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Libraries sans Dewey

Barbara Fister has a terrific article in LibraryJournal about libraries who have moved away from the Dewey Decimal Classification (DDC) system, many in favor of some version of the BISAC system that arranges books alphabetically by topic. This is a more bookstore-like approach. The article presents the multiple sides of this discussion, with lots of examples.

The disagreement among librarians is, to my mind, itself evidence that there is no one right way to organize physical objects. Classification is pragmatic. You classify in a way that works, but what works depends upon what you’re trying to do. Libraries serve multiple purposes, so librarians have to make hard decisions. If the DDC isn’t the safe and obvious choice, then libraries have to confront the question of their mission. The classification question quickly becomes existential in the JP Sartre sense.

At the end, she quotes from Everything Is Miscellaneous where I say that the Dewey system “can’t be fixed.” I still think that’s right in its context: No single classification system can work for everyone or for every purpose, although they can be better or worse at what they’re trying to do. In that sense, the DDC can be improved, and the OCLC has continuously improved it. But because it’s premised on assigning a single main category to each book, it is repeating the limitations of the physical world that require physical books each to go on a single shelf. Any single classification is going to be inapt for some purposes, and is going to embody biases constitutive of its culture. It’s the job of a library and of a book store to decide which single way of classifying works best for its patrons, with the obvious recognition that no single way works best for all. Books are miscellaneous. Libraries, bookstores, and the shelves over your desk are not.

Anyway, Barbara’s article is a fascinating look at how libraries are trying to do the best for their patrons, working within the constraints of the physical.

5 Responses to “Libraries sans Dewey”

  1. Looks like it’ll be fun to read; thanks!

    That said, if other librarians’ intro to cataloguing classes were anything like my intro to cataloguing class, the multiplicity of classification systems is hardly new to us; nor is the concept that different systems work better for different purposes. (Heck, anyone who’s seen both Dewey, e.g. in their public library, and LC, e.g. in university, knows there are multiple coexisting options…) And there are classification systems that aren’t premised on hierarchical, single-major-category assignment (see also: faceted classification; S. R. Ranganathan). These systems make a ton of sense — in fact you encounter them on many e-commerce sites and library catalogs these days (whenever you’re asked in a sidebar if you want to refine your search by, e.g., shoe width, or book language). They’re limited, though, in that if you are, in fact, arranging physical books on physical shelves, you *are* constrained by a one-dimensional arrangement; each book is located in one, and only one, place on your linear shelves. A linear classification system aids in that shelf order, and in finding things on the shelf, even as it doesn’t model all that well the nature of the conceptual space in which books also reside.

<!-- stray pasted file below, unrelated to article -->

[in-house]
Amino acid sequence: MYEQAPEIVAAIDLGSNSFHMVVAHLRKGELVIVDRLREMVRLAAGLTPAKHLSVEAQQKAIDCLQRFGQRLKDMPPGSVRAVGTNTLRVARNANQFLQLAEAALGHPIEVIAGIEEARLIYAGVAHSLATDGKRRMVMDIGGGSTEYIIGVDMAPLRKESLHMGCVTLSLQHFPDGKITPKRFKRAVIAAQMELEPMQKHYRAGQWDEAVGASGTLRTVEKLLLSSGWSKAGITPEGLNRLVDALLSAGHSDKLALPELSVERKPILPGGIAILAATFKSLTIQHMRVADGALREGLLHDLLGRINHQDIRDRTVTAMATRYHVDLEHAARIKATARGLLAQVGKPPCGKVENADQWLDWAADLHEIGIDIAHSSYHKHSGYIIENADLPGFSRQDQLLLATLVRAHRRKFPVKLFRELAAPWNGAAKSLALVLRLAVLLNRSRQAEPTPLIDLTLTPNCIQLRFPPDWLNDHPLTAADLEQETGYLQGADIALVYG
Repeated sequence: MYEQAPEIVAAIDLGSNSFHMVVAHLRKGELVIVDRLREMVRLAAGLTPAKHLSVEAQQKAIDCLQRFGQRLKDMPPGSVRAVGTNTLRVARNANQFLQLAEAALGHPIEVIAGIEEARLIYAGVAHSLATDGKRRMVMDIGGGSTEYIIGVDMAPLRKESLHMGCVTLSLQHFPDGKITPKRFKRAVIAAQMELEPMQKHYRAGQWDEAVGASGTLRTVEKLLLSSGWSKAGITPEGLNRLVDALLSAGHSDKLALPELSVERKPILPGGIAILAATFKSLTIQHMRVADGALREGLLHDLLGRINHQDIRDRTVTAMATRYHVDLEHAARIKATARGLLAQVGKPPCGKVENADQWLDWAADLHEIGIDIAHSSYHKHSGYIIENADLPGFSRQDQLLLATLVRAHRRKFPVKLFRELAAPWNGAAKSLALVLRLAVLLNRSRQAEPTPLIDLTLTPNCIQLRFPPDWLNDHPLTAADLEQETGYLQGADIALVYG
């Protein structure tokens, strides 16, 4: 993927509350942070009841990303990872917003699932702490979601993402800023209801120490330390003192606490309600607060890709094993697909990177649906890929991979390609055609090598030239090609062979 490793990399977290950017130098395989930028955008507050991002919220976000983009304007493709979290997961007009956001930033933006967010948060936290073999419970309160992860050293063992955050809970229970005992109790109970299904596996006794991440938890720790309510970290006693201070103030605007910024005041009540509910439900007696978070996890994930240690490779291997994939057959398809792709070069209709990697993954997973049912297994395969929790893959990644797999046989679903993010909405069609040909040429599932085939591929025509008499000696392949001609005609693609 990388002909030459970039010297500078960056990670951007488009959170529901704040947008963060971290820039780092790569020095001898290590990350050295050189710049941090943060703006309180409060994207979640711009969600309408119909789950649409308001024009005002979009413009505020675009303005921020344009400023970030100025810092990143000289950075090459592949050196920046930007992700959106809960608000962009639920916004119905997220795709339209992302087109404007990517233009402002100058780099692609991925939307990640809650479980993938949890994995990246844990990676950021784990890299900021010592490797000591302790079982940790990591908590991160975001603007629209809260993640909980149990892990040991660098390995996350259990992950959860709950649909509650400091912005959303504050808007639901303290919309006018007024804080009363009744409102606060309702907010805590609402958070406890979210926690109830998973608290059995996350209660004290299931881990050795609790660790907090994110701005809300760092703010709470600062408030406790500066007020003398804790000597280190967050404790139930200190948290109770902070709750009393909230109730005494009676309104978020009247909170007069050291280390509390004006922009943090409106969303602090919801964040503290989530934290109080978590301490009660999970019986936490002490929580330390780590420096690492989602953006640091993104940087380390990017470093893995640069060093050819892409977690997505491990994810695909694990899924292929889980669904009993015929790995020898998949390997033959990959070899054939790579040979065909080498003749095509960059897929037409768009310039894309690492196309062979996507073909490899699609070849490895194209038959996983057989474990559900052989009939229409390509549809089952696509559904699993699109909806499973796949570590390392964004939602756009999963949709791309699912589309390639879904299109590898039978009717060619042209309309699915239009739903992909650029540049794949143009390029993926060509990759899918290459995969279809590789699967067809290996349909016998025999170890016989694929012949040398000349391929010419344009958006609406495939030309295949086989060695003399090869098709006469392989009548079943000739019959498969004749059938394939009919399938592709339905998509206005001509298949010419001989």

I keep ending up in raging arguments with my software-oriented friends about this; they see no point in the linear order because they tend to interact with information *only* in the conceptual space, and seem to have never browsed shelves, or discovered material they didn’t know they were looking for near things they were (or are only interested in doing that browsing via a multifaceted online interface). And then those of us who have relied on that shelf order for humanities research try to explain how it can be tremendously useful, and they stare disbelievingly, because it isn’t useful for *them*.

    OK, rant over :). But yes, my nonfiction books are shelved according to Dewey. And yes, it’s highly broken. And yes, I found it personally useful and illuminating — and not even in the way I expected.

  2. And I just moved to Glasgow, where the library is organized according to neither Dewey Decimal nor (go figure) Library of Congress. If you’d stopped to ask me, I’d have guessed as much — but it was disorienting.

  3. Andromeda, of course librarians know all this. They deal with the limitations of the physical world every day and are experts in helping us to hack those limitations. I didn’t mean to imply that any of this is news to librarians.

    The newsy element of the Library Journal article is the extent to which libraries are not only moving away from Dewey — although the vast majority of US public libraries still use the DDC — but are embracing more commercially-oriented classifications. It all depends on what your library’s mission is.

  4. thanks, David, for tweeting this article; I think it provided a balance of viewpoints, and I agree with you about the limitations of categorizing physical items. I think many people don’t see that distinction and assume that libraries don’t get it — why can’t it work like the tags of the internet?

    I really appreciate what you always bring forth for us to think about.

  5. […] Dave Weinberger) Posted by balexander on Sunday, October 4, 2009, at 9:54 pm. Filed under Libraries. Tagged […]

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